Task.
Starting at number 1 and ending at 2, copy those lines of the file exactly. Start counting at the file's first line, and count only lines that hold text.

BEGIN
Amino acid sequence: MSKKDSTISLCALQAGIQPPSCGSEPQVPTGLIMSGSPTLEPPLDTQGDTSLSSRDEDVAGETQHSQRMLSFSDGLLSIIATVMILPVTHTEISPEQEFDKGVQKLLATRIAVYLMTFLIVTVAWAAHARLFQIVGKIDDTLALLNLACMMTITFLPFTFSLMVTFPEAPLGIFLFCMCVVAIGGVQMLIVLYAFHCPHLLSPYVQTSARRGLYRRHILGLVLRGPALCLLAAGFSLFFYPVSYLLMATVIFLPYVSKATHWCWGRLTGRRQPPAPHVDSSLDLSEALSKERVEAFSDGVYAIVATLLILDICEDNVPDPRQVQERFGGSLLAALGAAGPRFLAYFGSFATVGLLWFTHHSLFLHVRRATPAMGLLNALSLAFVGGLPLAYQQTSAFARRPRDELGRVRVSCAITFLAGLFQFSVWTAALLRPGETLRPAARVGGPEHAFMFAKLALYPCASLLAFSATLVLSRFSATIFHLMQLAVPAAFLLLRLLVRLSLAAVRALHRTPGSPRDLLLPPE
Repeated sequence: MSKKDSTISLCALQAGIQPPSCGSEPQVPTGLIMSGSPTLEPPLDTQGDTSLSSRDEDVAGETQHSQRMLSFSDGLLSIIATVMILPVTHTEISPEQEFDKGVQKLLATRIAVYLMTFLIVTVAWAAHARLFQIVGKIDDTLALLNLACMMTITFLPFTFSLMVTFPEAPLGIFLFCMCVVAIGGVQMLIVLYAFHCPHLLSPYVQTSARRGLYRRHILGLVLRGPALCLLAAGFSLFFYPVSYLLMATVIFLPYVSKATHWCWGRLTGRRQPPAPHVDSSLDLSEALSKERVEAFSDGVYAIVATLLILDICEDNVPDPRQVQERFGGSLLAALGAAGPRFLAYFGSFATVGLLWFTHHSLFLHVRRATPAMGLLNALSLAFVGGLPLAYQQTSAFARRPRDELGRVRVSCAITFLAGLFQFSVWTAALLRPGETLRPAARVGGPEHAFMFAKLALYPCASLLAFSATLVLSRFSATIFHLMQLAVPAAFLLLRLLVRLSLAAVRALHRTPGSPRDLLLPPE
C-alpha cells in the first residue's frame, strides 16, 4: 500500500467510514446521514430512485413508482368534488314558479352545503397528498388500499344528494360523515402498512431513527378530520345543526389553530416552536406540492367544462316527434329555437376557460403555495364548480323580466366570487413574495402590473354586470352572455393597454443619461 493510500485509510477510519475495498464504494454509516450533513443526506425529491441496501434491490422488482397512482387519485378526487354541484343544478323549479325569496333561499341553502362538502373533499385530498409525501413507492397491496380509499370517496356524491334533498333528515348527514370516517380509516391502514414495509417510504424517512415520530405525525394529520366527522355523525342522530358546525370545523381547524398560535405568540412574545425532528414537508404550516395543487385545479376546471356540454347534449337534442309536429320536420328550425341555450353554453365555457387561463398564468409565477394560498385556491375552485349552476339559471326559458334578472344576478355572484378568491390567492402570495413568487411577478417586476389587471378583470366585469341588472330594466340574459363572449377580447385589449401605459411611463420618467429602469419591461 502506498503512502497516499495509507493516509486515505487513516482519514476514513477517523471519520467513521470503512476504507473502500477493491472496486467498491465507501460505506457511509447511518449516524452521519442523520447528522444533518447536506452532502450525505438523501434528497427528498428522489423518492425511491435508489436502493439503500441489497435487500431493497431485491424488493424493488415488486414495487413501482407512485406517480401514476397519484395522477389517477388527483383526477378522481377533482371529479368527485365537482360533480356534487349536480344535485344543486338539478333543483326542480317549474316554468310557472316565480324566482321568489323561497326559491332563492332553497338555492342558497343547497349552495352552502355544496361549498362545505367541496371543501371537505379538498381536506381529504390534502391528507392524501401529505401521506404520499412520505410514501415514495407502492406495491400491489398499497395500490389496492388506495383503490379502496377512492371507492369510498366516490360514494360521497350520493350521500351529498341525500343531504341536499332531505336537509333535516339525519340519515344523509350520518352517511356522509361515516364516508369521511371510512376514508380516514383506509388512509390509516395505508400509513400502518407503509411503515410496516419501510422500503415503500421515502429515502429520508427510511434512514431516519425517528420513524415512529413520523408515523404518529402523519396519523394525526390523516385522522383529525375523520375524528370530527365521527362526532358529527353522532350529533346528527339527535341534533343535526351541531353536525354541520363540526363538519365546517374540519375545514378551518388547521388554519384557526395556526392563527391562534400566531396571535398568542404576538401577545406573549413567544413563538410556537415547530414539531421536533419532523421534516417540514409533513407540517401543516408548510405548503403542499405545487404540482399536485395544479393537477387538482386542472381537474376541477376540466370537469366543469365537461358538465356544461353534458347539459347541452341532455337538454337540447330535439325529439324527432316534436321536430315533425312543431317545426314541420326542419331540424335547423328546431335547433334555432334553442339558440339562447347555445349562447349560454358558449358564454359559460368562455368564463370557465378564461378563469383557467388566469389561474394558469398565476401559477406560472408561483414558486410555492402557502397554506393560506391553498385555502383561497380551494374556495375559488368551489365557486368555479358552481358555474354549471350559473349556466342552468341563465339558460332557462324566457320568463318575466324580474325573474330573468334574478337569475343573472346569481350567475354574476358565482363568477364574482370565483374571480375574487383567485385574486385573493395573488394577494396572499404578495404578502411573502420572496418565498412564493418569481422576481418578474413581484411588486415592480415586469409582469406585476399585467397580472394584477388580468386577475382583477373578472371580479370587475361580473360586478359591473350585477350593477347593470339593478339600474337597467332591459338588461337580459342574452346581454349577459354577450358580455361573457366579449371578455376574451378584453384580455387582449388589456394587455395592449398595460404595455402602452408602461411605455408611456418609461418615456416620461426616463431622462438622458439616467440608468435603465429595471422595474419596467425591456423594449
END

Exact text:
Amino acid sequence: MSKKDSTISLCALQAGIQPPSCGSEPQVPTGLIMSGSPTLEPPLDTQGDTSLSSRDEDVAGETQHSQRMLSFSDGLLSIIATVMILPVTHTEISPEQEFDKGVQKLLATRIAVYLMTFLIVTVAWAAHARLFQIVGKIDDTLALLNLACMMTITFLPFTFSLMVTFPEAPLGIFLFCMCVVAIGGVQMLIVLYAFHCPHLLSPYVQTSARRGLYRRHILGLVLRGPALCLLAAGFSLFFYPVSYLLMATVIFLPYVSKATHWCWGRLTGRRQPPAPHVDSSLDLSEALSKERVEAFSDGVYAIVATLLILDICEDNVPDPRQVQERFGGSLLAALGAAGPRFLAYFGSFATVGLLWFTHHSLFLHVRRATPAMGLLNALSLAFVGGLPLAYQQTSAFARRPRDELGRVRVSCAITFLAGLFQFSVWTAALLRPGETLRPAARVGGPEHAFMFAKLALYPCASLLAFSATLVLSRFSATIFHLMQLAVPAAFLLLRLLVRLSLAAVRALHRTPGSPRDLLLPPE
Repeated sequence: MSKKDSTISLCALQAGIQPPSCGSEPQVPTGLIMSGSPTLEPPLDTQGDTSLSSRDEDVAGETQHSQRMLSFSDGLLSIIATVMILPVTHTEISPEQEFDKGVQKLLATRIAVYLMTFLIVTVAWAAHARLFQIVGKIDDTLALLNLACMMTITFLPFTFSLMVTFPEAPLGIFLFCMCVVAIGGVQMLIVLYAFHCPHLLSPYVQTSARRGLYRRHILGLVLRGPALCLLAAGFSLFFYPVSYLLMATVIFLPYVSKATHWCWGRLTGRRQPPAPHVDSSLDLSEALSKERVEAFSDGVYAIVATLLILDICEDNVPDPRQVQERFGGSLLAALGAAGPRFLAYFGSFATVGLLWFTHHSLFLHVRRATPAMGLLNALSLAFVGGLPLAYQQTSAFARRPRDELGRVRVSCAITFLAGLFQFSVWTAALLRPGETLRPAARVGGPEHAFMFAKLALYPCASLLAFSATLVLSRFSATIFHLMQLAVPAAFLLLRLLVRLSLAAVRALHRTPGSPRDLLLPPE